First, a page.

Lone yachtswoman has burden of proof

A round-the-world sailor is yet to provide details to verify her record. Ian MacKinnon reports
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The Independent Online
The lone British yachtswoman, Lisa Clayton, yesterday said she had all the details necessary to prove her circumnavigation after a challenge by the body that ratifies the records.

The World Sailing Speed Record Council two weeks ago asked for further evidence of her 31,000-mile trip, saying it was unable formally to verify she is the first woman to sail single-handed, non-stop, unassisted round- the-world from the northern hemisphere.

Ms Clayton, 36, who completed her 286-day voyage five weeks ago, has not yet supplied the extra information or even acknowledged the request made in a letter.

The council was yesterday attempting to play down any rift and maintained that no one had any doubt that the former travel consultant from Birmingham had completed the journey. However, among the yachting fraternity there was surprise that Ms Clayton had failed to file the information.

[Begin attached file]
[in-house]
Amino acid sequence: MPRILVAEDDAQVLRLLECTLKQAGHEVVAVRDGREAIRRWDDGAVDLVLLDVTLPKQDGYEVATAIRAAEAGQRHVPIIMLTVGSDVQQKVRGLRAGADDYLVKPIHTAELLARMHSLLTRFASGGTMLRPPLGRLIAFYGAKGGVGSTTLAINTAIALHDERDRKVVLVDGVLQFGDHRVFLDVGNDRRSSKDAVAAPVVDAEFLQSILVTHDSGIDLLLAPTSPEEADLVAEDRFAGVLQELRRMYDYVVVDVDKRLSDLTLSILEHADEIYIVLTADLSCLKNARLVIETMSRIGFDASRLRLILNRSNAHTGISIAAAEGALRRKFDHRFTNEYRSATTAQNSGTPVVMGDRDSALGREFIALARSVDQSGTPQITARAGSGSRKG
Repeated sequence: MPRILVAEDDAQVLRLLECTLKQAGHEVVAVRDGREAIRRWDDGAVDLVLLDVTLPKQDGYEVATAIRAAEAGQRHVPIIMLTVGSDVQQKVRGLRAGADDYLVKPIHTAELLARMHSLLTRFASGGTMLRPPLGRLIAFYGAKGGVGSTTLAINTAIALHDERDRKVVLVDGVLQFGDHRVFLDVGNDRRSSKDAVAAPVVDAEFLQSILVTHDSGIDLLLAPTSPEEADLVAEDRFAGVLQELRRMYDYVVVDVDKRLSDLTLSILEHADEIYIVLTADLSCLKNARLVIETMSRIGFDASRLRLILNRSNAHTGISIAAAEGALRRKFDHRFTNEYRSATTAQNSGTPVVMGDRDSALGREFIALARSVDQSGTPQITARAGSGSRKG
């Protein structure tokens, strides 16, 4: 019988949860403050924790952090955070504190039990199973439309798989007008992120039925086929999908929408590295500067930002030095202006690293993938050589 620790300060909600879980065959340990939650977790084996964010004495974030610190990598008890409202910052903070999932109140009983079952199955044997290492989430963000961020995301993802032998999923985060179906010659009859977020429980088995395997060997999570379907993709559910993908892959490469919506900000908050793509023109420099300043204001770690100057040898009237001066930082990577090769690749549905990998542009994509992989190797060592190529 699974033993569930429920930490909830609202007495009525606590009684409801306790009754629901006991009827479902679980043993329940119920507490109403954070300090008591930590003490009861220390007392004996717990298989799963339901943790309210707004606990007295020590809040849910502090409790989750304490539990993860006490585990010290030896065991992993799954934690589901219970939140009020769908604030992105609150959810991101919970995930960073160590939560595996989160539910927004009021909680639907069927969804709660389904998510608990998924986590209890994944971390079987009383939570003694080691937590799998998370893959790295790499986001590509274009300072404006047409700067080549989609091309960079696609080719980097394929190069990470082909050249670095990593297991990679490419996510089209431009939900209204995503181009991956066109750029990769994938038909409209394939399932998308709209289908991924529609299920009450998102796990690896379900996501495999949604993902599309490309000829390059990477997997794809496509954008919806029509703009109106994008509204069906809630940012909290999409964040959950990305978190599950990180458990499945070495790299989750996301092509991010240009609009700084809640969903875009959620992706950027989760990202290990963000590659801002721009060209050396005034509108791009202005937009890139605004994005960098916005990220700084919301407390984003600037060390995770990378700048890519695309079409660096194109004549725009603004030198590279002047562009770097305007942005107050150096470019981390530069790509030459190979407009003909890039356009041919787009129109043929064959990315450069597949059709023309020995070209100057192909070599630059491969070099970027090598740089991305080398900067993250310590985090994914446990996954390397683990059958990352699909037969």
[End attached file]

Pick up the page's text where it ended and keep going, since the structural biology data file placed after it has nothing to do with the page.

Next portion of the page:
John Reid, the council's secretary, asked for details of her route between starting and finishing at Dartmouth, along with accompanying timings, land sightings and contacts between her 39-ft Spirit of Birmingham and other ships.

She has further been requested to show that it was unaided, with a demand for details of damage sustained and how the repairs were made, with details of the amount of fresh water taken on and how much was left, or any machinery capable of producing water.

A spokesman for the council said: "There is no problem. No one is disbelieving of her. It is a fantastic achievement and she deserves all credit for it. The council is champing at the bit to ratify this record."

However, he added that other round-the-world sailors had provided such information daily. Ms Clayton, though, communicated with friends and family and her support team in Birmingham by satellite and fax.

She and her project manager, Peter Harding, now face processing reams of faxes showing satellite locations and the computer data the council requires.

Ms Clayton said: "I am absolutely confident that we can provide all the proof that is needed. I haven't been worrying about it but I just want to clear it up." But she also added that she felt the difficulties had arisen because she was an outsider who was not a member of yachting establishment.

But another round-the-world sailor, Robin Knox-Johnston, was surprised that there had been a delay over verification.

"If she wants the record she has to hand the information over to the scrutineers and frankly I'm surprised she hasn't done so yet," he said.

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